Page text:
Last March, my husband and I took a trip to Ireland. With the exception of our actual flight to ‘The Emerald Isle’, we had no plans and no reservations. Just a travel guidebook and a hope that we could find Wi-Fi to locate good places to eat and sleep for the night If you ever want […]
This Super Creamy Mulligatawny Soup is going to ROCK your world! It’s so rich, so creamy, so good, that I was literally spooning molten hot soup into my mouth before it even had time to cool down! I went back for 2nds, 3rds, and finally stopped when I felt like I was going to burst […]
Finally… the weekend is upon us! I don’t know about you, but this is when I get my best eating done, and Ethiopian is one my favorite go-to cuisines. There are no weak flavors here my friends… this food packs a punch. If you dine at an Ethiopian restaurant, the dishes are spicy – like order a pitcher of water per person kind of spicy… and it’s amazing!!! Now don’t let me scare you if you’re not of the school of spicy foods. It’s not straight heat – there’s s a ton of flavor and complexity that comes with that heat!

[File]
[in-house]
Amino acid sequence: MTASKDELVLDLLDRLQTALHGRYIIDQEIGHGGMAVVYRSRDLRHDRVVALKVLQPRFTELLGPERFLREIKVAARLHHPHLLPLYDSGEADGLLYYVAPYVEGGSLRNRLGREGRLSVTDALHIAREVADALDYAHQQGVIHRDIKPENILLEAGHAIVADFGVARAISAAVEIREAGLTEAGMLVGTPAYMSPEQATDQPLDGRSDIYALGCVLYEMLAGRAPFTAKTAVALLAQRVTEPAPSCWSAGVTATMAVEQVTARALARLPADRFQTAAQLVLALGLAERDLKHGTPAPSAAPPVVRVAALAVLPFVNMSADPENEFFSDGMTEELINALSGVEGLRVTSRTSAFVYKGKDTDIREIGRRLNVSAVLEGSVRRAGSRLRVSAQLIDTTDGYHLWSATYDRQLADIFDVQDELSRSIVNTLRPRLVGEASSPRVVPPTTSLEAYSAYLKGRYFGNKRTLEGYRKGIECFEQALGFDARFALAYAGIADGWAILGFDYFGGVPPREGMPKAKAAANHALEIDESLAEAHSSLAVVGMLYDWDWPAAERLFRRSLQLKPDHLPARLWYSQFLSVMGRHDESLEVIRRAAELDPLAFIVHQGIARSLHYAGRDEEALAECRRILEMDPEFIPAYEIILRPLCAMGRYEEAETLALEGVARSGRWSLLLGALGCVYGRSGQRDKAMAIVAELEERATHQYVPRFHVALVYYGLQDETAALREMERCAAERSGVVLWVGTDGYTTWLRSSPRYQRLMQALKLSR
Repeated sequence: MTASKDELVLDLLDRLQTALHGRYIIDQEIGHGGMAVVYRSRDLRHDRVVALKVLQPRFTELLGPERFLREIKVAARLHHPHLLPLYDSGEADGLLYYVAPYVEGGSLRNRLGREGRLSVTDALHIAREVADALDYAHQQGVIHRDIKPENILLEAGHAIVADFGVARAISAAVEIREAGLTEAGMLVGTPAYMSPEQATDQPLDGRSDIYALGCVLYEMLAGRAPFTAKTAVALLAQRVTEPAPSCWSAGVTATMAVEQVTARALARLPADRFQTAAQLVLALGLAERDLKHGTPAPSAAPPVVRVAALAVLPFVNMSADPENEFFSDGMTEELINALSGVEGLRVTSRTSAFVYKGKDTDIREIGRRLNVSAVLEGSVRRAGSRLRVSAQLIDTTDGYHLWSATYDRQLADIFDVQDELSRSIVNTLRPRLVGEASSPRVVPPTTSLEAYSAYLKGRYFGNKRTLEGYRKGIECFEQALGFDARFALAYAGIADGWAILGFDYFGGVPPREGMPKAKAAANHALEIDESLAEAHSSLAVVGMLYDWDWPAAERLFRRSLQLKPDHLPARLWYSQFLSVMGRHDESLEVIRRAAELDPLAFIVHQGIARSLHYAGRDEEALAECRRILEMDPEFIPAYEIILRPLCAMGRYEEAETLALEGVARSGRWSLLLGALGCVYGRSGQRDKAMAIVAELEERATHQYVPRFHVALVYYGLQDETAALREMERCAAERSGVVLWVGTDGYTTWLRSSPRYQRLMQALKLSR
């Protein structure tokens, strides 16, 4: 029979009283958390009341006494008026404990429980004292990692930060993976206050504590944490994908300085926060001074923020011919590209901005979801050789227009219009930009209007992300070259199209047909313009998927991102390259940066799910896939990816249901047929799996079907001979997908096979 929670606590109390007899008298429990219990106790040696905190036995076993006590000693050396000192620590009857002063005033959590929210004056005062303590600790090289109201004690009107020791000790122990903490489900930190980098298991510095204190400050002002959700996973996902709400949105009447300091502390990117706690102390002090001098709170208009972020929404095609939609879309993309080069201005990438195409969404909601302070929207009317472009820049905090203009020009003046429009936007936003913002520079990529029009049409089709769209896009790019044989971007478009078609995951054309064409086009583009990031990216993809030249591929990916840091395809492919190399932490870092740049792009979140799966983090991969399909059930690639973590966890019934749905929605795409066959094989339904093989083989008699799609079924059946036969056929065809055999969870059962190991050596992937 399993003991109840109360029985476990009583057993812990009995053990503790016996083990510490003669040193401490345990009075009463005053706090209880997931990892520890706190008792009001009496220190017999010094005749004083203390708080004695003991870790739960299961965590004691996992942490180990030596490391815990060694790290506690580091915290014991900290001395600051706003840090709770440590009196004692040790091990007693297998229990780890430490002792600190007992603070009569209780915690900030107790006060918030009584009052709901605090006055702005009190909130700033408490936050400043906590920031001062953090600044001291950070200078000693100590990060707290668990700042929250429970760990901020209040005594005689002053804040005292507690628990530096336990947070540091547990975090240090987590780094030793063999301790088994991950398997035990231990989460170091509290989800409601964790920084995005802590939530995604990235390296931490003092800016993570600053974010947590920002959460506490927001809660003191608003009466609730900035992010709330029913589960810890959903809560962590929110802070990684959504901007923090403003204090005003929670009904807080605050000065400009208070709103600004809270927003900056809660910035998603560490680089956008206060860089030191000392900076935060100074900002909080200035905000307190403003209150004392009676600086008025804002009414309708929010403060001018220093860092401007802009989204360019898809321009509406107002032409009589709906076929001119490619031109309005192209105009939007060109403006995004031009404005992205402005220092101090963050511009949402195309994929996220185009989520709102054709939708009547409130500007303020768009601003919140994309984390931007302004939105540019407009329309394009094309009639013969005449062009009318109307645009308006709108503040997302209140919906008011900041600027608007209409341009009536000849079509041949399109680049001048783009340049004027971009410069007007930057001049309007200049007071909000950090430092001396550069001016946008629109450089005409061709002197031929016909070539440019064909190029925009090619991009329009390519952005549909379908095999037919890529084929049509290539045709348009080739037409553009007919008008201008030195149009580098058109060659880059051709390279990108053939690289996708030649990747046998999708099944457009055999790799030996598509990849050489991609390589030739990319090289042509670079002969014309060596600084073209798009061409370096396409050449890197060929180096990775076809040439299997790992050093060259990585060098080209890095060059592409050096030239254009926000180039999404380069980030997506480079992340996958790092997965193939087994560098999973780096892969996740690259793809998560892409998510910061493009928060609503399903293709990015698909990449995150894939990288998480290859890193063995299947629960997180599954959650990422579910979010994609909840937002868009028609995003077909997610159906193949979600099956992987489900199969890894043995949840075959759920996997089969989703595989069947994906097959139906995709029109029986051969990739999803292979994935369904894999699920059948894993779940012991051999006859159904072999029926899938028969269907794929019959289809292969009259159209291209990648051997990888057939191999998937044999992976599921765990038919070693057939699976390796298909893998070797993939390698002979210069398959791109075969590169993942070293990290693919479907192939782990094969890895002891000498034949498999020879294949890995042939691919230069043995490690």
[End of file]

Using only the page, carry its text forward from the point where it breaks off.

Introducing Doro We’t, often referred to as the national dish of Ethiopia and arguably the most well-known African dish. It is also the first in a series of Ethiopian dishes I will post over the next few weeks. Traditionally it is made with bone-in chicken (so feel free to use that if you like), however I prefer to use chicken breast cut into bite-sized pieces for ease of eating with the injera – a spongy, slightly sour, flatbread that is used to scoop of morsels of food.
Berbere is a cornerstone spice blend in Ethiopian cooking. I affectionately call it ‘the kitchen sink of spice blends,’ because it, well… contains just about every spice except the kitchen sink. The complex spice blend gives food a rich taste, layered with flavors and it’s wonderful in stews and it makes an incredible dry rub for meats.
Homemade chicken stock is often the secret ingredient to awesome food, and it can make or break your dish. So what is stock? And what’s the difference between stock and broth?